Children With Special Health Care NeedsPhone:(801)584-8284 TollFree:(800)829-8200

Pictures of children with birth defects, before and after.

National Birth Defect Prevention Month

Birth Defects are common, costly, and critical. Boy in wheelchair

The Utah Department of Health (UDOH) seeks to prevent birth defects and secondary disabilities by monitoring occurrence, conducting research, providing education and outreach.

Birth defects affect 1 in every 33 babies born in the United States, are a leading cause of infant mortality, and costs $2.6 billion per year in hospital costs.

Babies who survive and live with birth defects are at increased risk for developing many lifelong physical, cognitive, and social challenges. Medical care and support services only scrape the surface of the financial and emotional impact of living with serious birth defects. Birth defects come in all shapes and sizes, and there are literally hundreds of types of birth defects. Common examples include Down syndrome, cleft lip and palate, and heart defects.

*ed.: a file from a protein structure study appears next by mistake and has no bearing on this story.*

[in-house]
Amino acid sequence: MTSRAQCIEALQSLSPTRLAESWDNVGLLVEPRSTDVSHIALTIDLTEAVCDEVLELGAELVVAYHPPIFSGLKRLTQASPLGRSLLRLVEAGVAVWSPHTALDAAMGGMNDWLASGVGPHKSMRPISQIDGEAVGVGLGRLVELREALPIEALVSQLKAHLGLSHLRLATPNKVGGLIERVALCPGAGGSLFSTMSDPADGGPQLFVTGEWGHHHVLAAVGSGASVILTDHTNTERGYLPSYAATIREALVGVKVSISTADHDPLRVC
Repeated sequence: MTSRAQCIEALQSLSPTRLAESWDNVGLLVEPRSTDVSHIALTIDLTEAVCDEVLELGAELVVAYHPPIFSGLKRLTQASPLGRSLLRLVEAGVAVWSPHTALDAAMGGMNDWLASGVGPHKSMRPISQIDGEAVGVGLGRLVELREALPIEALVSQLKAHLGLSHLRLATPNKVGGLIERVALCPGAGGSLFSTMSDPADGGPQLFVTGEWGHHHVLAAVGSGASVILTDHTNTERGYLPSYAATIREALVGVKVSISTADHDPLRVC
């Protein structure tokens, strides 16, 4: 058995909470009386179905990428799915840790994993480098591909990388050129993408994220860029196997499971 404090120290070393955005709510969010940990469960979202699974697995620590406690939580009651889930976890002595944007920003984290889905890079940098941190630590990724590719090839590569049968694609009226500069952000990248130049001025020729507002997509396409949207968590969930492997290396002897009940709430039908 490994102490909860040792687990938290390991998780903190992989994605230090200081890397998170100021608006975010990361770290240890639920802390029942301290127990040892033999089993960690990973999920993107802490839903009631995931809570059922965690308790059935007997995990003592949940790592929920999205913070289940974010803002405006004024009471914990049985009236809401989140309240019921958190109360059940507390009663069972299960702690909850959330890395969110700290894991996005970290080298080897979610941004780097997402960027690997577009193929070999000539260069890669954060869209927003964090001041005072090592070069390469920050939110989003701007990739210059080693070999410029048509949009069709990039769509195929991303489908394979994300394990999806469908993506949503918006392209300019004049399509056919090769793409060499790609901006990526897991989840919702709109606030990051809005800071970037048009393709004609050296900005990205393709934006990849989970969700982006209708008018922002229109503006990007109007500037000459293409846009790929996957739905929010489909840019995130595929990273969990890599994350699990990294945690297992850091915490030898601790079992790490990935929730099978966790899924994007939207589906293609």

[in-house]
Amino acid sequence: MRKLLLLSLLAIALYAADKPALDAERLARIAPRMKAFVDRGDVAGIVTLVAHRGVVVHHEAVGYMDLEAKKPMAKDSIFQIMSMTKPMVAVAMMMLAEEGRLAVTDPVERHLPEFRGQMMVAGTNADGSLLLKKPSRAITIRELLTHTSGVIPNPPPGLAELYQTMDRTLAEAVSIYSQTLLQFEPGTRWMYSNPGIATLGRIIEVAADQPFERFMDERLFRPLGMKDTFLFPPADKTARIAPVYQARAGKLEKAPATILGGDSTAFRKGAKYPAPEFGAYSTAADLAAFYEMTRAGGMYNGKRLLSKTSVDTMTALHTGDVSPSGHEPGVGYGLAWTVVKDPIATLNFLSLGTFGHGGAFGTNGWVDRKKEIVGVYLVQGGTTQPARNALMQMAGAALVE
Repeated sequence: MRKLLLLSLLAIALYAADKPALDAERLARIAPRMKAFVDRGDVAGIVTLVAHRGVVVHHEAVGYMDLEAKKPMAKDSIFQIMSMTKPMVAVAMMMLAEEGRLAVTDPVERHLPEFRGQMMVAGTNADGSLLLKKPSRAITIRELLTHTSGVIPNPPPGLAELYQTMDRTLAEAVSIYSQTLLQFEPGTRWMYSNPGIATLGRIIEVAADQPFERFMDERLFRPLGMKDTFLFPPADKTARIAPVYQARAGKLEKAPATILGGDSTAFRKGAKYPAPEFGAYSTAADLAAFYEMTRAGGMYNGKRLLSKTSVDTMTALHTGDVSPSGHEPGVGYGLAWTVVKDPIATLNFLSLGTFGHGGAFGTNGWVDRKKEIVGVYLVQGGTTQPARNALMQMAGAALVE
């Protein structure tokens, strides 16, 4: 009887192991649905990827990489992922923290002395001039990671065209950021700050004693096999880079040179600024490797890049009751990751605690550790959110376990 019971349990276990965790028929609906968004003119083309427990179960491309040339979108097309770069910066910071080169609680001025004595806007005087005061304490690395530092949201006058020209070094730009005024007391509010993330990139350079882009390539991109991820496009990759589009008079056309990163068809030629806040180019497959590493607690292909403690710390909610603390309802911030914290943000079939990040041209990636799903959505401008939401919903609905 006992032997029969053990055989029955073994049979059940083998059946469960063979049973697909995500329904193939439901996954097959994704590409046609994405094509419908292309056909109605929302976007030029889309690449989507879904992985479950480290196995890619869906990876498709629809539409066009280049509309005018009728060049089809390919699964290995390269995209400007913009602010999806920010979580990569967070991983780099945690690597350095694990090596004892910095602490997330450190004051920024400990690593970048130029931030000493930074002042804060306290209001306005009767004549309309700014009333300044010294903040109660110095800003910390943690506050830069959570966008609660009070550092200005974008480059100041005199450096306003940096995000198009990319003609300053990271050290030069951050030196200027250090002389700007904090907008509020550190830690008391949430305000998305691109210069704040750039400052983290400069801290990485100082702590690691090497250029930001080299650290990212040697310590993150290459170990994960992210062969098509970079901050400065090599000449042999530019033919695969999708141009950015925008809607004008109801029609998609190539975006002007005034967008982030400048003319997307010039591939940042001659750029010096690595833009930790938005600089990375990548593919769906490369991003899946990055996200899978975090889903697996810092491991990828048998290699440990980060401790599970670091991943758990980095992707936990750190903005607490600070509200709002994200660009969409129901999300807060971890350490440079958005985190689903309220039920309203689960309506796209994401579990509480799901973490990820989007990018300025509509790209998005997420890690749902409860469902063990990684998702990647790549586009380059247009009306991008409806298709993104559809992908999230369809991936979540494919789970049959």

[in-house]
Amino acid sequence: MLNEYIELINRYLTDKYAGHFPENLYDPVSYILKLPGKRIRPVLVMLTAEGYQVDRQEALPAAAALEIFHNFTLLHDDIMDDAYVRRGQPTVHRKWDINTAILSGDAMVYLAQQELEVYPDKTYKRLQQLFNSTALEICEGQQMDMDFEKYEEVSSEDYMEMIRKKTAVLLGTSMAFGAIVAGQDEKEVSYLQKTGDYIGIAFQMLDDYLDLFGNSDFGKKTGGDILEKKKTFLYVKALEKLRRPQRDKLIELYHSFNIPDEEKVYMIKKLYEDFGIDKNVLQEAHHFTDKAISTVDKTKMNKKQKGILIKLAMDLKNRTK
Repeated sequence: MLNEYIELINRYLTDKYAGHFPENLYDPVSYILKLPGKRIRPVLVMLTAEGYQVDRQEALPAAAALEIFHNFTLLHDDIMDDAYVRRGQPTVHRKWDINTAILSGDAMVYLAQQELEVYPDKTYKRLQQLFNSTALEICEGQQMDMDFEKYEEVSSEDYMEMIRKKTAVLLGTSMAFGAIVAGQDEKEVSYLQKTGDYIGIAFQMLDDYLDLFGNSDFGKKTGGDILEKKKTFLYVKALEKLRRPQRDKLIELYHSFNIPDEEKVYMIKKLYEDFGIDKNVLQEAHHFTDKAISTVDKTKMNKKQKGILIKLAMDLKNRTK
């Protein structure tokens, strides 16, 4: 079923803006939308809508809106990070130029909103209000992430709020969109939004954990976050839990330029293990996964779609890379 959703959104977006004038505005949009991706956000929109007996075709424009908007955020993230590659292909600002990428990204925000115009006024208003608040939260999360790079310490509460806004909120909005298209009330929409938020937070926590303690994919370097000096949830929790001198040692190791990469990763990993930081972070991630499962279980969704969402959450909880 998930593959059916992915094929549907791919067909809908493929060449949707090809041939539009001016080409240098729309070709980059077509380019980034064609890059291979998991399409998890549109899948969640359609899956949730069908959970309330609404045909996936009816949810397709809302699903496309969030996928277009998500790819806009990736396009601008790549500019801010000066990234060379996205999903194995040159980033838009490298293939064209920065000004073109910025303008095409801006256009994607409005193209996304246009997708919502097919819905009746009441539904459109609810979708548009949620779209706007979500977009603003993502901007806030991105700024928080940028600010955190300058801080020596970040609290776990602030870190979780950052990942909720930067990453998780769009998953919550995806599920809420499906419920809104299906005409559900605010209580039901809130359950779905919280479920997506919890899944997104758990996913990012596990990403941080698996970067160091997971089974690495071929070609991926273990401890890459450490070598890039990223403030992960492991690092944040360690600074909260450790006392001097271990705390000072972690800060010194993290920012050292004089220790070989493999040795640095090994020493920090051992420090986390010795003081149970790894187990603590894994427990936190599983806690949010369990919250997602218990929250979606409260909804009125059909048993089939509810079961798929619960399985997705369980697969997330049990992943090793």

We know that not all birth defects can be prevented. But, you can increase your chances of having a healthy baby by doing what you can to be your healthiest self both before and during pregnancy. What is best for you is also best for your baby.

Best for You. Best for Baby.

5 Tips for Preventing Birth Defects

  1. Be sure to take 400 micrograms (mcg) of folic acid every day.
  2. Book a visit with your healthcare provider before stopping or starting any medicine.
  3. Become up-to-date with all vaccines, including the flu shot.
  4. Before you get pregnant, try to reach a healthy weight.
  5. Boost your health by avoiding harmful substances during pregnancy, such as alcohol, tobacco, and other drugs.

Prevent to Protect

Healthy women have healthier babies! Not all birth defects can be prevented, but there are some keys to reducing the risk. Women of child bearing age can reduce their risk by:

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